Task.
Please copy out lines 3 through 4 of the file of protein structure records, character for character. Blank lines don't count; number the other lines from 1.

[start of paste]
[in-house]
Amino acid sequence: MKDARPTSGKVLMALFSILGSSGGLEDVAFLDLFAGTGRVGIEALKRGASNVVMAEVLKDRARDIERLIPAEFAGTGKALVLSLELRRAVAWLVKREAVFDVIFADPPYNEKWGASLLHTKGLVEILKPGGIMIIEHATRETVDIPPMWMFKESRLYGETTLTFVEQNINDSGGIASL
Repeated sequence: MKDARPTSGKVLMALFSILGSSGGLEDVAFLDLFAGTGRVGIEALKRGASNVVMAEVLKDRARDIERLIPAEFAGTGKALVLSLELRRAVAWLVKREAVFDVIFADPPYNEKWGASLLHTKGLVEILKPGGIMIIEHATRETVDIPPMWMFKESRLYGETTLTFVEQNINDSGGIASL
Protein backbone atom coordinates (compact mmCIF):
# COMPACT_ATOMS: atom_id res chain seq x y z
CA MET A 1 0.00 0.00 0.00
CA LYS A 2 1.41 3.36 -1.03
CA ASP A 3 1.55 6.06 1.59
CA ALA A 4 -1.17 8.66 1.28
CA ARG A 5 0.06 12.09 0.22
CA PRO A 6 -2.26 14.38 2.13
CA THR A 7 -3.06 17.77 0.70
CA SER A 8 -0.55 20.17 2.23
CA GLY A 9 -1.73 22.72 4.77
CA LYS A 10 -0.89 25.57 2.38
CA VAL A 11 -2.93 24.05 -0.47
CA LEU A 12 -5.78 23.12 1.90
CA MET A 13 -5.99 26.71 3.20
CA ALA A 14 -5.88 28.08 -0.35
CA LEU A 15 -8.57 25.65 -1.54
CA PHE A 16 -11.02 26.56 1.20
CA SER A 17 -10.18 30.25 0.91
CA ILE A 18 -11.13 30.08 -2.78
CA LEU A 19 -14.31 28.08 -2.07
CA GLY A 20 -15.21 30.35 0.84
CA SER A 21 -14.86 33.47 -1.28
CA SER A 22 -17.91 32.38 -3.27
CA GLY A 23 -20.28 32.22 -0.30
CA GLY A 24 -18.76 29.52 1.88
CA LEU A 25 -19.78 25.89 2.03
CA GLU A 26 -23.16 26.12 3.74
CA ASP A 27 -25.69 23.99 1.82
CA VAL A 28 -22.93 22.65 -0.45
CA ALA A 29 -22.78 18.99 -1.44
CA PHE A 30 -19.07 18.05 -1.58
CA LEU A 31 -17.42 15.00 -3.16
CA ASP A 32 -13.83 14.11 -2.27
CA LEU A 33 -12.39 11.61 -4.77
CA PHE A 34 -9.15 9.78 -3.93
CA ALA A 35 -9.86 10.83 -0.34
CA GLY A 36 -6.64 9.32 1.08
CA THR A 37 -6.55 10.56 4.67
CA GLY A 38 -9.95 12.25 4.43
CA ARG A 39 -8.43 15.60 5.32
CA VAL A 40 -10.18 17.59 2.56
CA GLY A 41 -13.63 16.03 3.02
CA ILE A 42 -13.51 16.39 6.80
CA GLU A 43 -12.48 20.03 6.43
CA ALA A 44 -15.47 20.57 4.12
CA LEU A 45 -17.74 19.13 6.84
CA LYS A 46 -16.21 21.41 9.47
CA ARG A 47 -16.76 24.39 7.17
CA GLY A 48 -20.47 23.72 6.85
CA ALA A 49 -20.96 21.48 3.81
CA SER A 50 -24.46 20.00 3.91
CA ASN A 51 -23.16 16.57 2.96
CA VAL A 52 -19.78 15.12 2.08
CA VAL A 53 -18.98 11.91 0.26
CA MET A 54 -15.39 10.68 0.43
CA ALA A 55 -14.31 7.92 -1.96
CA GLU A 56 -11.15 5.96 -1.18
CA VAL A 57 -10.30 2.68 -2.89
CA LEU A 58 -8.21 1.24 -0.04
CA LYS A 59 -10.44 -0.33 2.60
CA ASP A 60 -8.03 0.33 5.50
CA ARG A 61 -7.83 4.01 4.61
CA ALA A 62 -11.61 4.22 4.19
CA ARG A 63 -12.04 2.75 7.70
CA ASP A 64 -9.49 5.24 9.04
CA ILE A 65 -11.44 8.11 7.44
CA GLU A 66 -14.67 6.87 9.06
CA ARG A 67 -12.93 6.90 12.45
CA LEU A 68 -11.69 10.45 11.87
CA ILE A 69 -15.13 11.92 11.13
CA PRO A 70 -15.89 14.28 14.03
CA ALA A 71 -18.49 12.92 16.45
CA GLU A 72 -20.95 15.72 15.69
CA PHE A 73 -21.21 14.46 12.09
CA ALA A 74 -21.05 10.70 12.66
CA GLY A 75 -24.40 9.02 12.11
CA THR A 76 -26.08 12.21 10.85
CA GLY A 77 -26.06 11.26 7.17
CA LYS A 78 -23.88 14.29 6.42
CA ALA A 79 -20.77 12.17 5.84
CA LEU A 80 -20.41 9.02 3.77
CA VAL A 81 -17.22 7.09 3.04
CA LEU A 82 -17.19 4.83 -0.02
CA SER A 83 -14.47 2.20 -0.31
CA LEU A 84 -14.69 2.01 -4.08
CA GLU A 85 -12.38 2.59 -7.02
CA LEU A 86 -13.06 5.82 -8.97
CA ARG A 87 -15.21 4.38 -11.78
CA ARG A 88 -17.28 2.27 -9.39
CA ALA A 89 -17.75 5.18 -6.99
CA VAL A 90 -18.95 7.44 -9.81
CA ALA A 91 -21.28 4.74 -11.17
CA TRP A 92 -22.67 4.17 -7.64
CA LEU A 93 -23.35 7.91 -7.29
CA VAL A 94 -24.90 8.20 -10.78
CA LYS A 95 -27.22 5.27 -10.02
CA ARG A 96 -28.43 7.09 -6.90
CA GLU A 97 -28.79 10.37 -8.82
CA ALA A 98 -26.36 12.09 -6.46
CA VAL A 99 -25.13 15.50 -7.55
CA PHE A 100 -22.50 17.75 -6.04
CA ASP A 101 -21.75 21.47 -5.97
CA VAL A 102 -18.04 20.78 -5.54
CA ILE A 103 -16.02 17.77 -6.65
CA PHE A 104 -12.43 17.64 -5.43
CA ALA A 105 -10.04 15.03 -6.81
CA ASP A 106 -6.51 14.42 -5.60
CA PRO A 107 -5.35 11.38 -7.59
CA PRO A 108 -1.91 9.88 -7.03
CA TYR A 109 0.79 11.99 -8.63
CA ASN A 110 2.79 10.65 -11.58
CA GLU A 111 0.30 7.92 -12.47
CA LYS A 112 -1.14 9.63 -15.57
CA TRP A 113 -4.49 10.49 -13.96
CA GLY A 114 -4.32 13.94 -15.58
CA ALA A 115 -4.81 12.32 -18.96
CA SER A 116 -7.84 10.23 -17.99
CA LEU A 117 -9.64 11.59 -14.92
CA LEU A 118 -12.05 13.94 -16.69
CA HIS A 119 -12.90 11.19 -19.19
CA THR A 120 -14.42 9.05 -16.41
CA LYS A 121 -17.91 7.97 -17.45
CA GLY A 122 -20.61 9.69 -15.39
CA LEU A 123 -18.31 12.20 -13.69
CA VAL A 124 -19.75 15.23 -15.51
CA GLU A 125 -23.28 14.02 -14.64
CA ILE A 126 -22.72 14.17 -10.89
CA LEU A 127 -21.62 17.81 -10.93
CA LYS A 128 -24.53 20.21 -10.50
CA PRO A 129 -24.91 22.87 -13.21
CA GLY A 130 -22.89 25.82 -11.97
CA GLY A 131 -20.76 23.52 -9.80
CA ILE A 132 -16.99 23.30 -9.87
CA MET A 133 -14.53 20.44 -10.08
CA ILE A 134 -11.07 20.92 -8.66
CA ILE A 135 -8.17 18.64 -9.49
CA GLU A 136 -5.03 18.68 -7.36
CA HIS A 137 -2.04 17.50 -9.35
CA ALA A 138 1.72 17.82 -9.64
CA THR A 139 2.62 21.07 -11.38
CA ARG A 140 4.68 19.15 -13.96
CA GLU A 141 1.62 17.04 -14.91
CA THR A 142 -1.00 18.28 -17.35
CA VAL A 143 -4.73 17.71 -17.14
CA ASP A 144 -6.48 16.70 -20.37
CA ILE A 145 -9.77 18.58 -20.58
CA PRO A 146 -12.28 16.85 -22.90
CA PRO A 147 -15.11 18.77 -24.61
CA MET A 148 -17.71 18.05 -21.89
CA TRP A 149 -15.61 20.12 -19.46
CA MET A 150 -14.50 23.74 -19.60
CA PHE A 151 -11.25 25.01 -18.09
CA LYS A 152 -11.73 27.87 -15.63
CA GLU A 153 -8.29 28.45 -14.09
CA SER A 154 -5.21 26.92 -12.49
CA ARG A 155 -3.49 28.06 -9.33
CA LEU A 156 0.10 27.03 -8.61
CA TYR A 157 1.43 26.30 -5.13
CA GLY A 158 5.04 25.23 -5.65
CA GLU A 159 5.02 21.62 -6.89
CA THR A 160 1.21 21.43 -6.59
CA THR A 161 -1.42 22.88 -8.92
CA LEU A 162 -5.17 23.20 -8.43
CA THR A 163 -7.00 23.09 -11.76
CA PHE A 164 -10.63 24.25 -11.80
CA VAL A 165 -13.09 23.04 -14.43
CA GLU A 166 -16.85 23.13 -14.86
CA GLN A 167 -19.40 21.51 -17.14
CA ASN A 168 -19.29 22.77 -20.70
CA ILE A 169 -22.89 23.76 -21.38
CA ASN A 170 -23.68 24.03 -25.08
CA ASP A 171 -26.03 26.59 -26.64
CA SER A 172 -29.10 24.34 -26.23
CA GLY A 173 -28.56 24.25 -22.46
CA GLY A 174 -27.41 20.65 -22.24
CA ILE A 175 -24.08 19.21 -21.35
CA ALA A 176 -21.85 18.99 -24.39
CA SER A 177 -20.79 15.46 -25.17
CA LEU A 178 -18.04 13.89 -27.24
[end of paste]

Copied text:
Repeated sequence: MKDARPTSGKVLMALFSILGSSGGLEDVAFLDLFAGTGRVGIEALKRGASNVVMAEVLKDRARDIERLIPAEFAGTGKALVLSLELRRAVAWLVKREAVFDVIFADPPYNEKWGASLLHTKGLVEILKPGGIMIIEHATRETVDIPPMWMFKESRLYGETTLTFVEQNINDSGGIASL
Protein backbone atom coordinates (compact mmCIF):